The memo features detailed notes for a meeting that was to occur between President Lyndon B. Johnson and Dr. Martin Luther King, Jr. The document was dated just three days before the first march in Selma, Alabama. Clearly from the notes, voting rights was the focus of the meeting. The Civil Rights Act had been passed the previous year, which outlawed discrimination in voting based on race. However, only two percent of eligible African-American voters (300 out of 15,000) were registered to vote. Although King raised awareness of the struggle in Selma, local members of the Student Nonviolent Coordinating Committee (SNCC) and the Southern Christian Leadership Conference (SCLC) had been trying for months to register African-American voters in the area. In addition, part of what raised the profile for the region was the shooting death of Jimmie Lee Johnson, a 26-year-old African-American male demonstrator. The publicity that was afforded the movement was, in part, because of the brutal nature of the tactics used by the Alabama State Patrol. Because of actions taken like the ones of the protestors in Selma, the Voting Rights Act was signed into law on August 6, 1965.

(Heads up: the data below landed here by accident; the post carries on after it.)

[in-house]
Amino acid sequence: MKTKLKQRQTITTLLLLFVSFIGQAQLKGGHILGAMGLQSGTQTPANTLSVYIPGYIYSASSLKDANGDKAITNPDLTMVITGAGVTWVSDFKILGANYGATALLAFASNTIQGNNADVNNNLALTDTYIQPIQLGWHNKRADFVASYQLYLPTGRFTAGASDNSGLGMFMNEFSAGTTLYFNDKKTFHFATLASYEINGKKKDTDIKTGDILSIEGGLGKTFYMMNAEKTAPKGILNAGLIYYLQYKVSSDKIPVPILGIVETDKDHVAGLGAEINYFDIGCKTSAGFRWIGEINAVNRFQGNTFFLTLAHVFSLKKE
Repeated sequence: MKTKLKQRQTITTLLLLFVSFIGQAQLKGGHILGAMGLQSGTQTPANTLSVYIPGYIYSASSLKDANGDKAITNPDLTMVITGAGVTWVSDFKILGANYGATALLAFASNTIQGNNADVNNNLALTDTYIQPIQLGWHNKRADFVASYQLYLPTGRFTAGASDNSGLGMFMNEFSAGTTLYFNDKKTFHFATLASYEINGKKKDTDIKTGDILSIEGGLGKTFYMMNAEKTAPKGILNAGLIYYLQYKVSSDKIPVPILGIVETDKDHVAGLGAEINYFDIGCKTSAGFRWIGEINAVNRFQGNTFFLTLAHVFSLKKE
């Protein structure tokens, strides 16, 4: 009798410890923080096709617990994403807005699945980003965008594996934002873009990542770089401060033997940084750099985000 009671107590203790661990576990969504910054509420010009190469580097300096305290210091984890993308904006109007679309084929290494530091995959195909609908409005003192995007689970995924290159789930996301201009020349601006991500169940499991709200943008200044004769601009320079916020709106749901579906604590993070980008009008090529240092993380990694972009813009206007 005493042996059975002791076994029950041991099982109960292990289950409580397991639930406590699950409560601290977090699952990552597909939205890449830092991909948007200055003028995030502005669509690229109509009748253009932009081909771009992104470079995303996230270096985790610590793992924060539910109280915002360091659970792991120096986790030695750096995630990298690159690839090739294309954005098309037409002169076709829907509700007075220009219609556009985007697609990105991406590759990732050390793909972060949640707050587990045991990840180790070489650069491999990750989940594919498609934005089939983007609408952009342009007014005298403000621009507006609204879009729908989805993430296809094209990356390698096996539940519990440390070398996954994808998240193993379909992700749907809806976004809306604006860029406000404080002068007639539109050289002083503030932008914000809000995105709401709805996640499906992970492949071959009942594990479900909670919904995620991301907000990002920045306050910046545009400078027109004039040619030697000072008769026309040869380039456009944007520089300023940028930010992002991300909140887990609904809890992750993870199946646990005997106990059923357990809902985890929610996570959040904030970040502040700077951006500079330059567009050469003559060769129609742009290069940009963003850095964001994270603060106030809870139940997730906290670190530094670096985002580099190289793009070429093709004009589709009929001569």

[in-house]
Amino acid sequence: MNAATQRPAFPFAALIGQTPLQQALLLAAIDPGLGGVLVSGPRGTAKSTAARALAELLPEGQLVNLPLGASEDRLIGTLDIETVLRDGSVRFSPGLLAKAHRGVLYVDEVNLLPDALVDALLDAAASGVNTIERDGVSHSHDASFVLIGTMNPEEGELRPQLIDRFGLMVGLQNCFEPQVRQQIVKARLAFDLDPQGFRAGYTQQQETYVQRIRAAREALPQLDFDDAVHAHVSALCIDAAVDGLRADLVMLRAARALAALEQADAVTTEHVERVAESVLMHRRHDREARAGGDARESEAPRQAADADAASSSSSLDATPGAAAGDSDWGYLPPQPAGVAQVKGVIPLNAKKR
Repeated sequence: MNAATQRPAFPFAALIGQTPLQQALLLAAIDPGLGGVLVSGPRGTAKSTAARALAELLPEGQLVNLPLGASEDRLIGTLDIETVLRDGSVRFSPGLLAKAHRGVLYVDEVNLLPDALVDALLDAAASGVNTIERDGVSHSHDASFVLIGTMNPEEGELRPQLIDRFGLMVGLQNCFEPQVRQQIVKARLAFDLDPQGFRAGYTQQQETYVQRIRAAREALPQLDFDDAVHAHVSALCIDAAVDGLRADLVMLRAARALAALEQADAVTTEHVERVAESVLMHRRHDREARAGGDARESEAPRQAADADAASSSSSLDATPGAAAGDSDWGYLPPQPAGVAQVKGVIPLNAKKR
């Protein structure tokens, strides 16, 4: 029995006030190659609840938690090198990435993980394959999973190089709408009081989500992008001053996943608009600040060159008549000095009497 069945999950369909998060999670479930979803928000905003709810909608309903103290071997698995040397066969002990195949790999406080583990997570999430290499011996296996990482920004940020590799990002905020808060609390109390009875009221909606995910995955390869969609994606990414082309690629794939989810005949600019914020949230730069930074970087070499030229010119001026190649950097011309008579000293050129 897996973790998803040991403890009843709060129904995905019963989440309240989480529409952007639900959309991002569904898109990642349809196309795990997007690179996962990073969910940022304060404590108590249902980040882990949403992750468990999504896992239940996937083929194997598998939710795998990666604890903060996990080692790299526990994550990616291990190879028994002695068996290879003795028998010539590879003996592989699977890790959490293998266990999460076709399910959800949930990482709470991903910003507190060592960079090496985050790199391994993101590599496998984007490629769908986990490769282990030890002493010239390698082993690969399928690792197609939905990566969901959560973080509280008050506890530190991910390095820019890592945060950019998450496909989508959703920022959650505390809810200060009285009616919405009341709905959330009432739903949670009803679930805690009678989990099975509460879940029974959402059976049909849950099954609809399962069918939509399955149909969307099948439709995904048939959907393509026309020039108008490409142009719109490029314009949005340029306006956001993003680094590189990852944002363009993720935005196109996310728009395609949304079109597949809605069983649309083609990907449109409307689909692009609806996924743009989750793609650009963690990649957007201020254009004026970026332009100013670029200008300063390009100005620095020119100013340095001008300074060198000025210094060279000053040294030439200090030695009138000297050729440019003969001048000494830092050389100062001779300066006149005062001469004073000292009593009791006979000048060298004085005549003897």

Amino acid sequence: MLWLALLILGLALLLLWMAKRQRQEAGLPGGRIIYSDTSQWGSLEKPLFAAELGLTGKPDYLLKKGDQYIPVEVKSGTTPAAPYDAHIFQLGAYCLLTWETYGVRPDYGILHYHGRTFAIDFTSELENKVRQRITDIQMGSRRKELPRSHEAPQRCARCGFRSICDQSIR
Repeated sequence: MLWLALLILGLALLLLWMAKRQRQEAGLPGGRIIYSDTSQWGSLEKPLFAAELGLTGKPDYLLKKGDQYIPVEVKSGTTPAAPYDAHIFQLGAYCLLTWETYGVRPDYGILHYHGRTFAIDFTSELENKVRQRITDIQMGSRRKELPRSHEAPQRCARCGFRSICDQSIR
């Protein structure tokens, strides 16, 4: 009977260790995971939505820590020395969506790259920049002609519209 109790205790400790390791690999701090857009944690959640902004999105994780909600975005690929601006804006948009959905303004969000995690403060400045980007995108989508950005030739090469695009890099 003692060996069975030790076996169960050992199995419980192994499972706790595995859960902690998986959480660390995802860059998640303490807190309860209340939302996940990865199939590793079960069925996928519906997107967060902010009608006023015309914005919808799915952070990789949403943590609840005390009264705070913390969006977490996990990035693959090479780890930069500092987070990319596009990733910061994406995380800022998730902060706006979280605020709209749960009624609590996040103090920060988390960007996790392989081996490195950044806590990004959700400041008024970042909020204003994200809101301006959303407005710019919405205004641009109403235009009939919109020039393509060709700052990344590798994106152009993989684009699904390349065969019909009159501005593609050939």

Transcript of Lee White's Memo to President Lyndon B. Johnson
- Using evidence from the memo, how did President Johnson's administration view the protests? Use evidence from the source. Consider the statement in point 2 regarding a plea for restraint related to the protests. Why did the Johnson administration want to minimize protests if goals were not being met? What actions was the government willing to take to support access to voting rights, according to the memo?
- Did this memo show the need for continued protests? Support your answer using evidence from the source.
- Listen to the Stories from Selma, which were recorded 50 years after the march, and compare it to this document. How did the meeting notes compare to what actually happened in Selma?
White, Lee, "Memo from Lee White to President Johnson," 4 March 1965. Courtesy of National Archives